Feducation: Episode 3 – Monetary Policy and Unemployment
This video provides a basic overview of unemployment and how it’s measured. It also provides an understanding of the FOMC’s role in promoting maximum employment and price stability.
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OK, good afternoon and welcome to this session of Feducation. Thank you all for joining us and sharing your lunch with us.
My name is Mary Suiter, and I’m the assistant vice president responsible for economic education for the Federal Reserve Bank of St. Louis. Feducation was developed to provide economic content and to equip people with a better understanding of the Federal Reserve and it’s policy actions.
The topic for this episode is Monetary Policy and Unemployment, and we started by conducting a simulation with the goal of helping attendees understand how unemployment is measured. This began when we distributed yellow, pink or green slips of paper to each audience member.
I’d like those of you who have yellow slips of paper if you’ll raise your hand. I’d like you to move over to this section. You can leave your lunch, you’re gonna come back—just go over there for a moment.
And there should be a few people who have pink slips of paper. I’d like you to go here in these two rows near the cameras for just a minute. And the rest of you should have green slips of paper, right? Everyone has a green slip of paper? I want you to come over here. I have chairs over here and I have candy bars at these chairs … and I want each of you with green slips to have a seat and a candy bar.
Just as we planned, there were more people with green slips than there were seats with candy bars, so not everyone with a green slip was able to have a seat and a candy bar.
OK, now, I want to talk a little about this demonstration in terms of unemployment. Alright, so those people back here who had the yellow slips of paper, those people are under 16 years of age and, as a result, they are not part of the labor force in this room. They are not counted as part of the labor force.
Those of you over here who had my pink slips, you are people who are retired, or you’re choosing to stay at home with your young children, or perhaps you were looking for a job but you’ve stopped and you’re no longer looking. So, as a result, you also are not part of the labor force.
The rest of you—those folks with green slips of paper—you are all part of the labor force. Some of you have jobs as evidenced by your payment, here, others of you don’t have jobs but you’re looking for jobs. You’re actively seeking work, you’re older than 16 years of age and you’re actively seeking work—so you are unemployed. All right, so based on this little activity, we can calculate an unemployment rate for our economy in here.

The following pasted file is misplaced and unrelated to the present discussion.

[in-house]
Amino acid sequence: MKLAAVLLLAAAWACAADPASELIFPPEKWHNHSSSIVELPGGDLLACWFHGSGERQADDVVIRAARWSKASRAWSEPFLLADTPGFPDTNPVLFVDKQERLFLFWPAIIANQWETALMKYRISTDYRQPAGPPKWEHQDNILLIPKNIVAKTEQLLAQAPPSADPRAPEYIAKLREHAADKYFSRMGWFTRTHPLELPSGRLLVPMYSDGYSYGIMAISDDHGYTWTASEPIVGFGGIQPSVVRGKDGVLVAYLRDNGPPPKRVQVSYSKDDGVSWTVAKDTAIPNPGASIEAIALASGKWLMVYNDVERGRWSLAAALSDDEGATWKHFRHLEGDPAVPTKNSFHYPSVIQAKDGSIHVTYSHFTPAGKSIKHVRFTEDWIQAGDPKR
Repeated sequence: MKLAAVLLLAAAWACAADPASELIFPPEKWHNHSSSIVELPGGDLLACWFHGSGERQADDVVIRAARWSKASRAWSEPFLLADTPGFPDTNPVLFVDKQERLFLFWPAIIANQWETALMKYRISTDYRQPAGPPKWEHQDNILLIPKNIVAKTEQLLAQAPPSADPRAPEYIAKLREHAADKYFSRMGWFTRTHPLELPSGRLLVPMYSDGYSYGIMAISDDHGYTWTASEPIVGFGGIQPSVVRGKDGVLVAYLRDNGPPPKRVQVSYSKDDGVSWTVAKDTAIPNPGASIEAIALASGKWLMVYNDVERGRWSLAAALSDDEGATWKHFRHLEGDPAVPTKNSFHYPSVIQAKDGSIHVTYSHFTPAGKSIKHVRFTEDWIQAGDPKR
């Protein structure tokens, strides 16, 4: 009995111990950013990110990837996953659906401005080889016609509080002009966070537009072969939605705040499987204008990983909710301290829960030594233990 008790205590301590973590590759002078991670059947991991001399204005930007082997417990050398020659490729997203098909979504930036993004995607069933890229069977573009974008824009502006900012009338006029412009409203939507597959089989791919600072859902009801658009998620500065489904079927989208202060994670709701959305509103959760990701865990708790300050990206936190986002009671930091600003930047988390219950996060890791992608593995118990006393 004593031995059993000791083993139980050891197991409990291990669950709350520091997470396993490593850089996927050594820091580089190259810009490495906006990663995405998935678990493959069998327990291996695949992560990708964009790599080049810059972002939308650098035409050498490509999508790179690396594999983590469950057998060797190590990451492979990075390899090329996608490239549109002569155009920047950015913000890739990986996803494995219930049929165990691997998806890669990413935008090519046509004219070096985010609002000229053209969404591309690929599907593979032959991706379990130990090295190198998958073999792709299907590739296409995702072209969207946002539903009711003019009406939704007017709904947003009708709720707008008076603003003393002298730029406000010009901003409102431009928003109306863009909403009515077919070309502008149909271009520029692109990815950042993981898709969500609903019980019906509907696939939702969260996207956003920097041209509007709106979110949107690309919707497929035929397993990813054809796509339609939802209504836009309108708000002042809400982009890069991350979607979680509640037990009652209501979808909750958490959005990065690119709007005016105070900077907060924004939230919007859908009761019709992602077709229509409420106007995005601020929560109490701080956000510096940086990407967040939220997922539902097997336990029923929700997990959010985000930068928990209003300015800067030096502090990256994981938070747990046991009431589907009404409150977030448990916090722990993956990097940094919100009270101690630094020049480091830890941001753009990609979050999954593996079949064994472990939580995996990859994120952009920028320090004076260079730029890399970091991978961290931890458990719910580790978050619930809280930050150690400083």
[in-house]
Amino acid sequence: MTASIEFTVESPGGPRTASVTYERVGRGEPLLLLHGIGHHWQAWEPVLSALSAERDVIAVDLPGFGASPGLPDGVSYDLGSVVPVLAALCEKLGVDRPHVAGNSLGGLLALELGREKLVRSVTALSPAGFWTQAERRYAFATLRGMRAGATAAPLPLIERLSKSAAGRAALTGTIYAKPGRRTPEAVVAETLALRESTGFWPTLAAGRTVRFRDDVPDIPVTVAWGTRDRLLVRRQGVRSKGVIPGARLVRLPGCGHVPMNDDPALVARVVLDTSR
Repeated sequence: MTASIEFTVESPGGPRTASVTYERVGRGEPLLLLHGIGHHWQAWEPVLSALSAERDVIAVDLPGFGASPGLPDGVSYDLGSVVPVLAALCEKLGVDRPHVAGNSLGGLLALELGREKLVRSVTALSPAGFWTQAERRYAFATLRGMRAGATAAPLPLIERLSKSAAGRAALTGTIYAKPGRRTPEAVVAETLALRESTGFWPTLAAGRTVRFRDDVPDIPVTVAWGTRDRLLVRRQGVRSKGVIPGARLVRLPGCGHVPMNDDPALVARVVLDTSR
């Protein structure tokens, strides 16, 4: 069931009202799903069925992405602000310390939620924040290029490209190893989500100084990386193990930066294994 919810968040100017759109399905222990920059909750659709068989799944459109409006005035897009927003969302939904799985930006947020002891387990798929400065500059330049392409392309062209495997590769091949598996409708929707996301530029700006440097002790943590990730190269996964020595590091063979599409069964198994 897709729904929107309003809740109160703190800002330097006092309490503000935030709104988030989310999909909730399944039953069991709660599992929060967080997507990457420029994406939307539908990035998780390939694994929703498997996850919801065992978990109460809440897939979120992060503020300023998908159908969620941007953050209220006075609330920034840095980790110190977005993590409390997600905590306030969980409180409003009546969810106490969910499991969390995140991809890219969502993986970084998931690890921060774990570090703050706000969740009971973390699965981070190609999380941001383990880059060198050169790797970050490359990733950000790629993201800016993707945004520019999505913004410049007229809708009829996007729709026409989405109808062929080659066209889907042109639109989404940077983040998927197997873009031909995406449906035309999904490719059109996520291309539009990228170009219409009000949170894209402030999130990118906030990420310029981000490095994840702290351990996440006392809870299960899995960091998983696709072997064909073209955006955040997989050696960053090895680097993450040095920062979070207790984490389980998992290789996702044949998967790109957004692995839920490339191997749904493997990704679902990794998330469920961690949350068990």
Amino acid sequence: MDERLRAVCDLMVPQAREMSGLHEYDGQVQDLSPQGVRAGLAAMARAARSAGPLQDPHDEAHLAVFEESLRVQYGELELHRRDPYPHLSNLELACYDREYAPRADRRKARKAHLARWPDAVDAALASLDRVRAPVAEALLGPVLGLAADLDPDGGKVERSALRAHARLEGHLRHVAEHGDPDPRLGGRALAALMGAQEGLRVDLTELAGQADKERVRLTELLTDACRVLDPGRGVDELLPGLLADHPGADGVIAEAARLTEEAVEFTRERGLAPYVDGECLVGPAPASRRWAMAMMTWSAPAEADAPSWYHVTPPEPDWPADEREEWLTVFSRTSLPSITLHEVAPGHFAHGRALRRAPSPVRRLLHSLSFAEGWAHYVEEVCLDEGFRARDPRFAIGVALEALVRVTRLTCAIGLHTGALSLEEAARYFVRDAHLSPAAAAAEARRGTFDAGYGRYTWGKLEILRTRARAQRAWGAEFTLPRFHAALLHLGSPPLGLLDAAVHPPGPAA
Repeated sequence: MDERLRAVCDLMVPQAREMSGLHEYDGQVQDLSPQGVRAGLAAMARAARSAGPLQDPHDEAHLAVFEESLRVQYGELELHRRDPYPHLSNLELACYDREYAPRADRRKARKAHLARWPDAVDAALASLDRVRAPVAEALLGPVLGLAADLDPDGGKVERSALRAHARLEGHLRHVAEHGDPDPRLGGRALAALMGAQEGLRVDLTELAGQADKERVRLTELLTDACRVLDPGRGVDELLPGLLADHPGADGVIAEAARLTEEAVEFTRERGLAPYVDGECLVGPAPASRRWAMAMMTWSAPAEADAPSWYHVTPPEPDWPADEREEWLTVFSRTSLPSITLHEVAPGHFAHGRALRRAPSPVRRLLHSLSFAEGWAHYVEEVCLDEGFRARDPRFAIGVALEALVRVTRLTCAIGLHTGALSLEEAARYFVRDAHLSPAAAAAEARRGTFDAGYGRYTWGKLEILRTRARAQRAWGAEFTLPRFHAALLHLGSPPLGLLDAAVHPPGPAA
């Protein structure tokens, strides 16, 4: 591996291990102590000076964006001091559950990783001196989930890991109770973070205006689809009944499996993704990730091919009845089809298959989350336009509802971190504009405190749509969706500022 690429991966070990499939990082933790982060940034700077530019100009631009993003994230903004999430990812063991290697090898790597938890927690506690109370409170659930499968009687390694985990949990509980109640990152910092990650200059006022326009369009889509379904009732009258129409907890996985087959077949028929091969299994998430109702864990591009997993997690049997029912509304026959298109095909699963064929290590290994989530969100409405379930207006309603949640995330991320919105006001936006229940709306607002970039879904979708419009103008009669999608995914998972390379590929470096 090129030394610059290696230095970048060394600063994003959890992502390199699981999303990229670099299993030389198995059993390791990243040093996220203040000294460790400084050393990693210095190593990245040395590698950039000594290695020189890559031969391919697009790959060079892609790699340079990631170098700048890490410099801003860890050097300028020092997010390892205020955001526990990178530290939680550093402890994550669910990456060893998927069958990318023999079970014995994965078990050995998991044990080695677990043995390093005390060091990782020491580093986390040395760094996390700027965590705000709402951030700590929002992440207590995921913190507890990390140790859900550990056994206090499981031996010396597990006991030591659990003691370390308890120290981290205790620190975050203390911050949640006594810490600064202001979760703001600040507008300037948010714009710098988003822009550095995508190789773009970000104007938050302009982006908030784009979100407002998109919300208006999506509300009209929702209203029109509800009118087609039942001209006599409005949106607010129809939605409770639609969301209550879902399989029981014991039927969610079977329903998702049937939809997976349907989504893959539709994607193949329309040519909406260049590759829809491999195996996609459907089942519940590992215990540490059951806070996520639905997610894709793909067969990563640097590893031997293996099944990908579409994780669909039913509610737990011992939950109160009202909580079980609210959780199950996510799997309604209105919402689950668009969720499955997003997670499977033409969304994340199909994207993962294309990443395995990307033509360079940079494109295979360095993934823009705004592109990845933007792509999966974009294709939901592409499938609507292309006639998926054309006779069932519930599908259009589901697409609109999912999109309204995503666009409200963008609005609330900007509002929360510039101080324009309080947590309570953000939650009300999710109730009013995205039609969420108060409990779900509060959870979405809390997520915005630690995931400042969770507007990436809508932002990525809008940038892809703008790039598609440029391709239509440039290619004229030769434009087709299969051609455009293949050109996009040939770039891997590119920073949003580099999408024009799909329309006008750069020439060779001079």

The unemployment rate is the percentage of the labor force that is 16 years or older, willing and able to work, does not currently have a job, and is actively looking for work. The Bureau of Labor Statistics determines the unemployment rate on a monthly basis. They do this by collecting survey data from households—sixty-thousand households—and based on the responses regarding the people in the household who are 16 years of age or older. They categorize them as employed, unemployed or not in the labor force.
Something to keep in mind is that labor markets are dynamic. There are many moving parts … and the notion there is that you transition from one of these areas to another so, Adriane comes out of college and she is looking for a job so she is unemployed. She finds a job at the Federal Reserve Bank and she works here for a while, and perhaps then she has a family, and decides to take off five years and stay at home with her children, so now she’s no longer part of the labor force, but after that period of time, she enters back into the labor force and seeks another job. So the unemployment statistics—or the employment statistics—those are little slots in time, little snapshots in time, but people are moving within these areas during their lives.
Economists categorize unemployment into three types: frictional, cyclical and structural. Frictional unemployment refers to people who are newly entering the job market. This includes recent college, high school or trade school graduates, or those transitioning from one job to another. Cyclical unemployment is typically associated with recessions or temporary fluctuations in the business cycle. And structural unemployment is caused by a mismatch in the skills held by those looking for work and the skills demanded by those seeking workers. A structurally unemployed worker might lack the skills needed to continue working, or might not work in a part of the country where jobs are available, and may need to be retrained, relocate or both—in order to return to work.
The Federal Reserve has two objectives: to maintain maximum employment and price stability. In the past, the main focus has really been on price stability. The thinking was that if we achieve price stability—if we have a healthy economy—maximum employment will follow. In December of 2008, the Federal Open Market Committee, or FOMC, noted that the objectives of the Fed were maximum employment and price stability, and that language has appeared in every FOMC statement since September of 2010.
Then, in December of 2012, the FOMC went a step further and said that they decided to keep the Federal Funds Rate at zero to one-quarter percent, and that they anticipate keeping that exceptionally low rate as long as the unemployment rate remains above six and a half percent. So now they’re actually making ties to what they’re going to do with the Federal Funds Rate based on some level of unemployment. This is an important change, and one that will continue to shape policy for the foreseeable future.
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